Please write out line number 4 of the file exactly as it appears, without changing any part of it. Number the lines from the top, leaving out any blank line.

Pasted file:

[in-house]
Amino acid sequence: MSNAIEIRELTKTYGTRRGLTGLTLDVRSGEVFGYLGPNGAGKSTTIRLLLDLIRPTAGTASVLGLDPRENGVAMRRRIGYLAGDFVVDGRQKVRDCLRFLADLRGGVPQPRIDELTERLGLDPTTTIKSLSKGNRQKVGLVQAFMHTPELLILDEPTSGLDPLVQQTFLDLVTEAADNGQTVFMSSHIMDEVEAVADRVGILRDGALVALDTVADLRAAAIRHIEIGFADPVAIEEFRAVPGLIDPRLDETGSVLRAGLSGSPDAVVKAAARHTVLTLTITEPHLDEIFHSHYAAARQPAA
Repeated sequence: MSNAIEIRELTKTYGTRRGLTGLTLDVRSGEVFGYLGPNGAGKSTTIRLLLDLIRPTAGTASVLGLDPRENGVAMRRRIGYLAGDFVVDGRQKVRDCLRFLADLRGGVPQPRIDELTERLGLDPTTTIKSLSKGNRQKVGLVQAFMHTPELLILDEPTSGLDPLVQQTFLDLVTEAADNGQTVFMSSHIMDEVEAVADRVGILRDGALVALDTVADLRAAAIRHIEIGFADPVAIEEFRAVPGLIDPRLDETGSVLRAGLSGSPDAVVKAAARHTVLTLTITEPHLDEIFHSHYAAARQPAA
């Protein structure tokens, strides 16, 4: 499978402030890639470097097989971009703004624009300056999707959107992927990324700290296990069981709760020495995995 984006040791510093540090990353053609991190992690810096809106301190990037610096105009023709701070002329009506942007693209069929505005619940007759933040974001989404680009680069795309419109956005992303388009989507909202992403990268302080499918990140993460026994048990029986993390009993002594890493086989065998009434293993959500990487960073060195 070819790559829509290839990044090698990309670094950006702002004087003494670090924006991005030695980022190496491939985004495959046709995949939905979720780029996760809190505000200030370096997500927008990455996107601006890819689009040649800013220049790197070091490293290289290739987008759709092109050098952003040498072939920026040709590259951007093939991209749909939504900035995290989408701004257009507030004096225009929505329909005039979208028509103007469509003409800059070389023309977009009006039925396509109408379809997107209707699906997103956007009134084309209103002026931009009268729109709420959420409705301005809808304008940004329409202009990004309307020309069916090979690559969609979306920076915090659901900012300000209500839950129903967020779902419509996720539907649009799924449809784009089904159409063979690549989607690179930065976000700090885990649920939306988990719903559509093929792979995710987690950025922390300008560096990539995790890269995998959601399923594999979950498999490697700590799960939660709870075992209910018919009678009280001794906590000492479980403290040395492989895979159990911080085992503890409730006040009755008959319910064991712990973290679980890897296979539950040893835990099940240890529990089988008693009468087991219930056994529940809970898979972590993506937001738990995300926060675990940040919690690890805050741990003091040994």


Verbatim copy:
């Protein structure tokens, strides 16, 4: 499978402030890639470097097989971009703004624009300056999707959107992927990324700290296990069981709760020495995995 984006040791510093540090990353053609991190992690810096809106301190990037610096105009023709701070002329009506942007693209069929505005619940007759933040974001989404680009680069795309419109956005992303388009989507909202992403990268302080499918990140993460026994048990029986993390009993002594890493086989065998009434293993959500990487960073060195 070819790559829509290839990044090698990309670094950006702002004087003494670090924006991005030695980022190496491939985004495959046709995949939905979720780029996760809190505000200030370096997500927008990455996107601006890819689009040649800013220049790197070091490293290289290739987008759709092109050098952003040498072939920026040709590259951007093939991209749909939504900035995290989408701004257009507030004096225009929505329909005039979208028509103007469509003409800059070389023309977009009006039925396509109408379809997107209707699906997103956007009134084309209103002026931009009268729109709420959420409705301005809808304008940004329409202009990004309307020309069916090979690559969609979306920076915090659901900012300000209500839950129903967020779902419509996720539907649009799924449809784009089904159409063979690549989607690179930065976000700090885990649920939306988990719903559509093929792979995710987690950025922390300008560096990539995790890269995998959601399923594999979950498999490697700590799960939660709870075992209910018919009678009280001794906590000492479980403290040395492989895979159990911080085992503890409730006040009755008959319910064991712990973290679980890897296979539950040893835990099940240890529990089988008693009468087991219930056994529940809970898979972590993506937001738990995300926060675990940040919690690890805050741990003091040994």